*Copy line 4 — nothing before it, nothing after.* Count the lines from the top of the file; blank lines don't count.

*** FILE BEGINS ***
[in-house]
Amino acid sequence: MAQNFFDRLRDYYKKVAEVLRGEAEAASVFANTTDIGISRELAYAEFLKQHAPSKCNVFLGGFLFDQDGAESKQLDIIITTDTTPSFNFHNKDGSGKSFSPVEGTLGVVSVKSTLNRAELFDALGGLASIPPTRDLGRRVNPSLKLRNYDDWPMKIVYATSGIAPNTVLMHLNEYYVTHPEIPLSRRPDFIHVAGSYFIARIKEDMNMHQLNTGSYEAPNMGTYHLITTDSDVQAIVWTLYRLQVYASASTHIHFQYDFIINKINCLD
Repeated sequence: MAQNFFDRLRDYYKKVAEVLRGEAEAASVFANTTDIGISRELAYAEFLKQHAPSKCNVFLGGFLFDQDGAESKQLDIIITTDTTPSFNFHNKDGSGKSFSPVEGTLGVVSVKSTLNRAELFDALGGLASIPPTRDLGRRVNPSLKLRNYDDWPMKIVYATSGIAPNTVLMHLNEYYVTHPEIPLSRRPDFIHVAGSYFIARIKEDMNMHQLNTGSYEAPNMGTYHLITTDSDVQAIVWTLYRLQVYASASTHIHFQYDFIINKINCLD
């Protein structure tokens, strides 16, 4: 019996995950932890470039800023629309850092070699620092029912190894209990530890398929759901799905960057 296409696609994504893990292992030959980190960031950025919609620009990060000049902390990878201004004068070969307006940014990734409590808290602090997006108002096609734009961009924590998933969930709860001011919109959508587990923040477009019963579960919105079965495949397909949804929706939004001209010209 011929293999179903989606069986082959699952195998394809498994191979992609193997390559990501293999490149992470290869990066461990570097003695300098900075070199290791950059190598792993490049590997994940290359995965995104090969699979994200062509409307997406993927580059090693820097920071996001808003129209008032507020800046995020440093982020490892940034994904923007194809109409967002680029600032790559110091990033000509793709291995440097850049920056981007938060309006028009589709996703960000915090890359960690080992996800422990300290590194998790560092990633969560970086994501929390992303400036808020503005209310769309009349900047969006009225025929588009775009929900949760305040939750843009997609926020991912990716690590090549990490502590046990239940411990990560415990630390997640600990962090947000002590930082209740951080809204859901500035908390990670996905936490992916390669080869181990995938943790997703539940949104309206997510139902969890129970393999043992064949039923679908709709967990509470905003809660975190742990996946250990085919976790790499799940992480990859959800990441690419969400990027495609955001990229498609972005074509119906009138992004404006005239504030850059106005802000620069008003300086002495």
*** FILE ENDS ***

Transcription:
């Protein structure tokens, strides 16, 4: 019996995950932890470039800023629309850092070699620092029912190894209990530890398929759901799905960057 296409696609994504893990292992030959980190960031950025919609620009990060000049902390990878201004004068070969307006940014990734409590808290602090997006108002096609734009961009924590998933969930709860001011919109959508587990923040477009019963579960919105079965495949397909949804929706939004001209010209 011929293999179903989606069986082959699952195998394809498994191979992609193997390559990501293999490149992470290869990066461990570097003695300098900075070199290791950059190598792993490049590997994940290359995965995104090969699979994200062509409307997406993927580059090693820097920071996001808003129209008032507020800046995020440093982020490892940034994904923007194809109409967002680029600032790559110091990033000509793709291995440097850049920056981007938060309006028009589709996703960000915090890359960690080992996800422990300290590194998790560092990633969560970086994501929390992303400036808020503005209310769309009349900047969006009225025929588009775009929900949760305040939750843009997609926020991912990716690590090549990490502590046990239940411990990560415990630390997640600990962090947000002590930082209740951080809204859901500035908390990670996905936490992916390669080869181990995938943790997703539940949104309206997510139902969890129970393999043992064949039923679908709709967990509470905003809660975190742990996946250990085919976790790499799940992480990859959800990441690419969400990027495609955001990229498609972005074509119906009138992004404006005239504030850059106005802000620069008003300086002495």